US Deputy Treasury Secretary: Crypto Raises Questions on Self-Government
The U.S. Deputy Treasury Secretary argued that decentralized privately-issued cryptos can shift some functions of the state to the private sector.
The United States Deputy Treasury Secretary argued that decentralized privately-issued digital currencies can shift some functions from the state to the private sector.
Deputy Secretary of the Treasury Justin Muzinich presented his view on the emerging ecosystem of financial intermediation and digital currencies at an annual banking and payments conference in New York on Nov. 21. The keynote by Muzinich was published on the official website of the United States Department of the Treasury.
The recent conference was co-hosted by the U.S. Clearing House and Bank Policy Institute.
Illicit uses of crypto are “one of the issues at the top of Treasury’s mind”
Speaking at the conference, Muzinich addressed issues associated with digital currencies alongside regulatory and tax reform and the intersection of economic policy and national security. In his statement, Muzinich continued a common Treasury narrative on concerns that cryptocurrencies can be used for illicit practices such as money laundering.
The Deputy Secretary emphasized that these concerns remain one of the top issues concerning the authority:
“One of the issues at the top of Treasury’s mind is that digital currencies can potentially be used to evade existing legal frameworks — like those governing taxation, anti-money laundering, and countering the financing of terrorism.”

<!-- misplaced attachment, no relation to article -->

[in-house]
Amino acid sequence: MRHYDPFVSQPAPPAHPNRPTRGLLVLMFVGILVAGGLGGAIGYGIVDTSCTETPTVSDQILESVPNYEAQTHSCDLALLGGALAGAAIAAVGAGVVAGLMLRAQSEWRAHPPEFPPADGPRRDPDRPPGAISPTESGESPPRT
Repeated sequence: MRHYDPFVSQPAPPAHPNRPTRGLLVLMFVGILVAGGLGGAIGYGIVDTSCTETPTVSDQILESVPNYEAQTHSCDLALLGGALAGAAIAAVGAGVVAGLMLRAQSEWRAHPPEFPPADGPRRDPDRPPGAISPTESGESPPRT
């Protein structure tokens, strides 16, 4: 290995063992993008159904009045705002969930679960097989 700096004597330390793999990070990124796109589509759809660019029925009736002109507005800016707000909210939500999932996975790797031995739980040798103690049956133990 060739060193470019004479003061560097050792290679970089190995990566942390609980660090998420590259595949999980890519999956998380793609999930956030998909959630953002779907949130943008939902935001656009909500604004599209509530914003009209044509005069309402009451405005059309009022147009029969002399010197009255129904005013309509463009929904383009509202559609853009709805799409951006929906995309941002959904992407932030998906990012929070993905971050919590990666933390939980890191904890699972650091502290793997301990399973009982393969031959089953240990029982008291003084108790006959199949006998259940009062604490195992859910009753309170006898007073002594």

Treasury respects innovation, but digital currencies need a “very hard look”
Muzinich stated that the Treasury values innovation and welcomes efficiency improvements, but stressed that innovation powered by digital currencies needs a “very hard look.” He added that decentralized, privately-issued digital currencies are not simply a means of payment, but also tools that can shift functions traditionally performed by the government to the private sector. He said:
“Digital currencies at scale raise not only concrete questions about money laundering, monetary policy, and other topics, but also very abstract questions about self-government. Those engaged in digital currency markets should therefore expect that policymakers, in pursuing the public interest, will take a very hard look at these issues."
Muzinich extends Mnuchin’s warnings about Bitcoin
The fresh remarks from Muzinich, who assumed office as Deputy Secretary of the Treasury in late 2018, are a logical extension from some previous statements delivered by Treasury Secretary Steven Mnuchin.
In July 2019, Mnuchin criticized the major cryptocurrency Bitcoin (BTC), saying that it can be used for money laundering, and the authority will be preventing it from becoming an “equivalent of Swiss-numbered bank accounts.” Notably, Mnuchin declared that cash is not laundered like Bitcoin.
In mid-October, the Treasury agreed to the need for an investigation into Facebook’s forthcoming Libra stablecoin following a letter from Representative Emanuel Cleaver.